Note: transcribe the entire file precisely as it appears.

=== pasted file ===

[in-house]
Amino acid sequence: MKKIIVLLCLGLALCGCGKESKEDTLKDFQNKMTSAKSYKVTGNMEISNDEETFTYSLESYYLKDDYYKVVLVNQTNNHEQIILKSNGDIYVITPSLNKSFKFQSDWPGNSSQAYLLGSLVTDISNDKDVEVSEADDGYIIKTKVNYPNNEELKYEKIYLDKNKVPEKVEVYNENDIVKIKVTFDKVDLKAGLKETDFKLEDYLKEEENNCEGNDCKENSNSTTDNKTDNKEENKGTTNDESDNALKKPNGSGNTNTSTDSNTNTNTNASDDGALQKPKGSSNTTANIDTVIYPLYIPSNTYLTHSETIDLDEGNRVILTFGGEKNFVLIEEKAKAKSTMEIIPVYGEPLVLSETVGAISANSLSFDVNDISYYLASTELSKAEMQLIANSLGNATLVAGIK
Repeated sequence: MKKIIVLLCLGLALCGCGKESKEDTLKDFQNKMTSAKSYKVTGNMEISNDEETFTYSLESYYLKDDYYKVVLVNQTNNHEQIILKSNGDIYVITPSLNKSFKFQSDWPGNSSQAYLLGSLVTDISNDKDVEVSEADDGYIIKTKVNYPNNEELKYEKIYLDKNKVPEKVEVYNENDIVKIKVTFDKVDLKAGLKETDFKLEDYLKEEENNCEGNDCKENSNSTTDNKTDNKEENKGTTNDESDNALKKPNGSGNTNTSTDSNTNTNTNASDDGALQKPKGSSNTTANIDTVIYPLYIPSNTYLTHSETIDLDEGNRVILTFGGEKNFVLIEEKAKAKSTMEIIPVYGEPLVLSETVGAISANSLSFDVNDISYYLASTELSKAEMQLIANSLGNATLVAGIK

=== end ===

[in-house]
Amino acid sequence: MKKIIVLLCLGLALCGCGKESKEDTLKDFQNKMTSAKSYKVTGNMEISNDEETFTYSLESYYLKDDYYKVVLVNQTNNHEQIILKSNGDIYVITPSLNKSFKFQSDWPGNSSQAYLLGSLVTDISNDKDVEVSEADDGYIIKTKVNYPNNEELKYEKIYLDKNKVPEKVEVYNENDIVKIKVTFDKVDLKAGLKETDFKLEDYLKEEENNCEGNDCKENSNSTTDNKTDNKEENKGTTNDESDNALKKPNGSGNTNTSTDSNTNTNTNASDDGALQKPKGSSNTTANIDTVIYPLYIPSNTYLTHSETIDLDEGNRVILTFGGEKNFVLIEEKAKAKSTMEIIPVYGEPLVLSETVGAISANSLSFDVNDISYYLASTELSKAEMQLIANSLGNATLVAGIK
Repeated sequence: MKKIIVLLCLGLALCGCGKESKEDTLKDFQNKMTSAKSYKVTGNMEISNDEETFTYSLESYYLKDDYYKVVLVNQTNNHEQIILKSNGDIYVITPSLNKSFKFQSDWPGNSSQAYLLGSLVTDISNDKDVEVSEADDGYIIKTKVNYPNNEELKYEKIYLDKNKVPEKVEVYNENDIVKIKVTFDKVDLKAGLKETDFKLEDYLKEEENNCEGNDCKENSNSTTDNKTDNKEENKGTTNDESDNALKKPNGSGNTNTSTDSNTNTNTNASDDGALQKPKGSSNTTANIDTVIYPLYIPSNTYLTHSETIDLDEGNRVILTFGGEKNFVLIEEKAKAKSTMEIIPVYGEPLVLSETVGAISANSLSFDVNDISYYLASTELSKAEMQLIANSLGNATLVAGIK